Welcome to Saturday's Potluck - 1-1-2022
“Learn the rules like a pro, so you can break them like an artist.”
The tension of conflict keeps building and jumps to same hot spots around the edges of China, Russia and Iran. I find the frustration of the warmongers on the lack of progress towards conflict encouraging.
Erik Prince calls for upgrade of US hybrid conflict capabilities Dec 30, 2021
Prince insists that conflict can be more effectively conducted using a hybrid model that deploys smaller, nimbler and more localized units. This style of warfare, he reckons, is best managed and fought by unconventional players – be they intelligence agencies, special operations units or private military contractors (PMCs).
Such grey-area forces offer plausible deniability and operate under the threshold of the enemy. That potentially contains conflict and obviates a big-war, state-to-state response.
The obviating of even a conventional big conflict is likely good news for the US military. A study this month from the Belfer Center of Harvard’s Kennedy School revealed that in 18 realistic Taiwan war scenarios gamed by the US military, the US lost to Chinese forces, 0-18.
Off the books, under the radar
In sum, Prince would have preferred that the CIA had taken the lead in the Afghan conflict, rather than the US Armed Forces – largely due to their ability to hire and deploy private-sector and local assets.
“The better approach would have been for the Pentagon to leave, and let the [CIA] clean it up, just like they cleaned it up in the first place after 9/11, using their unique contracting authorities and their ability to operate and leave some kind of stay-behind presence,” Prince concluded.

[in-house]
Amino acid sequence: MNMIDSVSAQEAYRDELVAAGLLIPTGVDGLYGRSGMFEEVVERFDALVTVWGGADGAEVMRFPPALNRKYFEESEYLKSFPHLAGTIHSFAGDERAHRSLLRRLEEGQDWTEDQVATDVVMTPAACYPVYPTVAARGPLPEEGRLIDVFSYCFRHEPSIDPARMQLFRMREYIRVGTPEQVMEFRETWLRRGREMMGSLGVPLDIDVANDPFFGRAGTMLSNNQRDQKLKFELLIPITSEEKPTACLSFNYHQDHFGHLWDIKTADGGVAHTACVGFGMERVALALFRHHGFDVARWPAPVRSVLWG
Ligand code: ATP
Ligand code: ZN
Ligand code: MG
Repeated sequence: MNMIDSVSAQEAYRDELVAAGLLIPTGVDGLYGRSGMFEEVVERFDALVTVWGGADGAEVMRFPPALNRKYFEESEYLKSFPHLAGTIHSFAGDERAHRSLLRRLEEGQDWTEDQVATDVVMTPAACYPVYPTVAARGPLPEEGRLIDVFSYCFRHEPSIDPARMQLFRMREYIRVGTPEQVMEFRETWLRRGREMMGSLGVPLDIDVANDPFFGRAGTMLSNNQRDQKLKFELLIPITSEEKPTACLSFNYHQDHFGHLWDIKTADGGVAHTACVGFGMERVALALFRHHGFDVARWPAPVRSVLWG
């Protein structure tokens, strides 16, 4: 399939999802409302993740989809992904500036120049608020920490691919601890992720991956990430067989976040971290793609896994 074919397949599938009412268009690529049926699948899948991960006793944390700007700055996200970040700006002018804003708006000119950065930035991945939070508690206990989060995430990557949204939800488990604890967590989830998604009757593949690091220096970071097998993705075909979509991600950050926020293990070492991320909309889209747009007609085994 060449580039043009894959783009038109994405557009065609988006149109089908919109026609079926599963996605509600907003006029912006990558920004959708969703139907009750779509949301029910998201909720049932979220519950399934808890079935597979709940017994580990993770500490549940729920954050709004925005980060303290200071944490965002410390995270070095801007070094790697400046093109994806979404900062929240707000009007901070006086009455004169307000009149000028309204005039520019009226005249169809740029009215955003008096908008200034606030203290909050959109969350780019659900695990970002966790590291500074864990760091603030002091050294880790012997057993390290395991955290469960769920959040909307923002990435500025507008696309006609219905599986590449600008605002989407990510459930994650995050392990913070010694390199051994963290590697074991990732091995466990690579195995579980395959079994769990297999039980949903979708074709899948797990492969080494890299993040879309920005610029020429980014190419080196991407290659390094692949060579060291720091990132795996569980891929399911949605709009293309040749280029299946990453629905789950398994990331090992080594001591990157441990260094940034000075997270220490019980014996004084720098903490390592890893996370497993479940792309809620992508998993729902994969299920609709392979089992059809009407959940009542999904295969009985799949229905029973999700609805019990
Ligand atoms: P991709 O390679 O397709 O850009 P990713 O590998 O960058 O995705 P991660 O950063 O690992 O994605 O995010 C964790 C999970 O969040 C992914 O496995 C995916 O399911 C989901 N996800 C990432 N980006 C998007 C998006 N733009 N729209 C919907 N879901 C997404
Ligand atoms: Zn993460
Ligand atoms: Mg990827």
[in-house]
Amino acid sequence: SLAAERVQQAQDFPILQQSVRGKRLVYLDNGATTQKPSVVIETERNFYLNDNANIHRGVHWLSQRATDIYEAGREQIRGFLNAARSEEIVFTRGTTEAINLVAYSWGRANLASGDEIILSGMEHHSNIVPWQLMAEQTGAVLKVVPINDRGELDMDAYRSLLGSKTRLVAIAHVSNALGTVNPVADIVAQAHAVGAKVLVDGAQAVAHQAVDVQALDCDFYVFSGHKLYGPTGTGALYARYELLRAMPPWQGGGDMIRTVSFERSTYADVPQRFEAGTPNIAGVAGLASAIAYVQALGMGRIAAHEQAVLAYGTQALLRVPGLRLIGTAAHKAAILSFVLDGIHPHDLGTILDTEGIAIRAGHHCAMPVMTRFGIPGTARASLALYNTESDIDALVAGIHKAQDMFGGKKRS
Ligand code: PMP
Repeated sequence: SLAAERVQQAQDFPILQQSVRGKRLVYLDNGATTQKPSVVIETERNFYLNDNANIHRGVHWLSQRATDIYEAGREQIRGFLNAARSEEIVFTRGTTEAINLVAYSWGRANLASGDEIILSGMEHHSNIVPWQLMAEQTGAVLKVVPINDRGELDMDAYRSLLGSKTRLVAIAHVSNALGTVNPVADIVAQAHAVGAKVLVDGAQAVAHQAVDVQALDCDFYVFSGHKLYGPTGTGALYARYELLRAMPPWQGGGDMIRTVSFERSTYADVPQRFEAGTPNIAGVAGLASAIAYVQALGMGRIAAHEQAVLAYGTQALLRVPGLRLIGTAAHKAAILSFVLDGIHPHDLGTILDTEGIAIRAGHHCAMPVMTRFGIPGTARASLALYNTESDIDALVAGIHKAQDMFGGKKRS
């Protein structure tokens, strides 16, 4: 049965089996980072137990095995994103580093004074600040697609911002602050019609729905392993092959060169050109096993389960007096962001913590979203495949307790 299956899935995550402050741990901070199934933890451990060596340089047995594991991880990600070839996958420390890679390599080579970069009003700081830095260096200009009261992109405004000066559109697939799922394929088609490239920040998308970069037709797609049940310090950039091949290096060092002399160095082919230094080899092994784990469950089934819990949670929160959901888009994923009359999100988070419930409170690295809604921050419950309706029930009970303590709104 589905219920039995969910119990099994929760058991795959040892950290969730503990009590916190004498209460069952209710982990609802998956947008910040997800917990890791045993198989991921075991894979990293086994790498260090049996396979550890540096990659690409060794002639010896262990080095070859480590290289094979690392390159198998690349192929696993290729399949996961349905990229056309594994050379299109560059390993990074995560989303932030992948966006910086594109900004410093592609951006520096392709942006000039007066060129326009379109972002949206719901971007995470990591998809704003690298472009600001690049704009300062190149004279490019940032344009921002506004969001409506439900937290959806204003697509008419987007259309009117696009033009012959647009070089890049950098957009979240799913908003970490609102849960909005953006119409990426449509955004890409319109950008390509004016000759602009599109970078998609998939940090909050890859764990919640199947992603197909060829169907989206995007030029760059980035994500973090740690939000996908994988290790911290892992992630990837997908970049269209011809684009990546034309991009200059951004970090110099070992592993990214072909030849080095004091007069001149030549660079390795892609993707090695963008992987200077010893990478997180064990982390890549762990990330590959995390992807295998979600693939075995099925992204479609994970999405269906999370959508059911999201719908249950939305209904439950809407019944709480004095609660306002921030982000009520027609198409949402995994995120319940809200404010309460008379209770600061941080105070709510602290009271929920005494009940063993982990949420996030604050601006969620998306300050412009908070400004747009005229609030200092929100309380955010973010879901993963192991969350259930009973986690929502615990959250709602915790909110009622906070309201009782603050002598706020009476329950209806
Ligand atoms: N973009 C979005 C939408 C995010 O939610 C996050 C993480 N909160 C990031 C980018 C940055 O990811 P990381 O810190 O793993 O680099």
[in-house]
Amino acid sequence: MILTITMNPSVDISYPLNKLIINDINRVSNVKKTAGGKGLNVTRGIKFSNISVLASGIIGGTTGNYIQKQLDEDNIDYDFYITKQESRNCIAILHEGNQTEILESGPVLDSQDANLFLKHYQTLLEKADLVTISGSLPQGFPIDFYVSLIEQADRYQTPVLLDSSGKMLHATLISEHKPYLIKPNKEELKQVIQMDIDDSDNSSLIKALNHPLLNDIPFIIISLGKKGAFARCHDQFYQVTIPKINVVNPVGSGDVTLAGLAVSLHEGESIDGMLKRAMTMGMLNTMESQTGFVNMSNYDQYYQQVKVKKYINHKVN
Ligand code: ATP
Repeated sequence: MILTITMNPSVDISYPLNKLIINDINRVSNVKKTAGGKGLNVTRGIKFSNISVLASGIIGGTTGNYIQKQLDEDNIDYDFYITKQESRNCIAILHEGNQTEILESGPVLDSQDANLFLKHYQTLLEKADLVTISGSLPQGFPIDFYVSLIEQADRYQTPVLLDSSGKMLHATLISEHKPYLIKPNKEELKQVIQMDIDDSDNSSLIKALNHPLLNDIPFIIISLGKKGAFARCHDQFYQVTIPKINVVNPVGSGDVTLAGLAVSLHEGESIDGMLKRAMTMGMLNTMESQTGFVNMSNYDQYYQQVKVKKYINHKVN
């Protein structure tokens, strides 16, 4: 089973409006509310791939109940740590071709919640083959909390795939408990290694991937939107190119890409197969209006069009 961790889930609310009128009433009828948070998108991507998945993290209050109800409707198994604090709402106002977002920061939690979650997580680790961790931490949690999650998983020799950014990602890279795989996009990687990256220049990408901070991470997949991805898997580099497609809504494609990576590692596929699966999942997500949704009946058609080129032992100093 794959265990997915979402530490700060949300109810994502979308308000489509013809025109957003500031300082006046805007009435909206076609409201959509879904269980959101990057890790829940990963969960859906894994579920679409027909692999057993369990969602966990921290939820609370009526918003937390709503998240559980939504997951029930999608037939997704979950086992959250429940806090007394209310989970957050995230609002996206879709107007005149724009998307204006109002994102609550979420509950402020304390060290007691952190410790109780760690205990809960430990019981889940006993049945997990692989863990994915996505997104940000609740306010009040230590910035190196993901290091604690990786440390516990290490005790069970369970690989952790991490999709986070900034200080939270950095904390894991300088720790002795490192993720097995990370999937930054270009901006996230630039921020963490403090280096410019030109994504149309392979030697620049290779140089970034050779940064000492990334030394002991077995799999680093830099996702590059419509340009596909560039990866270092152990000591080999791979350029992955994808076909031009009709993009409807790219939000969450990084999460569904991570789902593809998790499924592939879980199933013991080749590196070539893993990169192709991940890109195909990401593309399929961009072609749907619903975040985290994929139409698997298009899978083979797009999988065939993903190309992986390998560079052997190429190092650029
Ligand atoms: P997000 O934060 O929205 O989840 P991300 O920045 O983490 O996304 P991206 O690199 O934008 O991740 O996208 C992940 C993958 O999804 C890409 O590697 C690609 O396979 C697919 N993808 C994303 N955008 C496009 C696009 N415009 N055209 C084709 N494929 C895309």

Prince’s analysis may be simplifying the role of the gamekeeper – always a trickier job than that of the poacher. But when it comes to proxy wars – a CIA specialty – contractors can feasibly evade the kind of visibility that the high-profile US military cannot.
“A government may want more plausible deniability,” he said. “They may want to operate under the threshold of response of their opponents.”
Washington has used this approach successfully in the past, he noted.
“In the 1970s, and especially the 1980s, there was a lot of covert action activity done by the United States to counter, to push back on Soviet influence – economically, politically, culturally, socially, and somewhat even militarily,” Prince said – a likely reference to campaigns against Soviet forces in Afghanistan and against leftists in Central America.
Russia, China beating US in ‘gray-zone’ warfare Dec 30, 2021
Prince, who likes to reach back into history, seizes on to a parallel.
“Effectively, Russia is behaving as the old mythical pirate port of Tortuga, where the pirates would come back for re-provisioning,” he said. “You have ransomware gangs operating from there, that are garnering tens of millions of dollars of earnings by plaguing the West.”
Arguing that “the West has been slow on the uptake in terms of defending itself and in preventing those kinds of very real, very expensive attacks,” he cited successful breaches of cyber security on energy pipelines and beef processors: “The litany is long and continual.”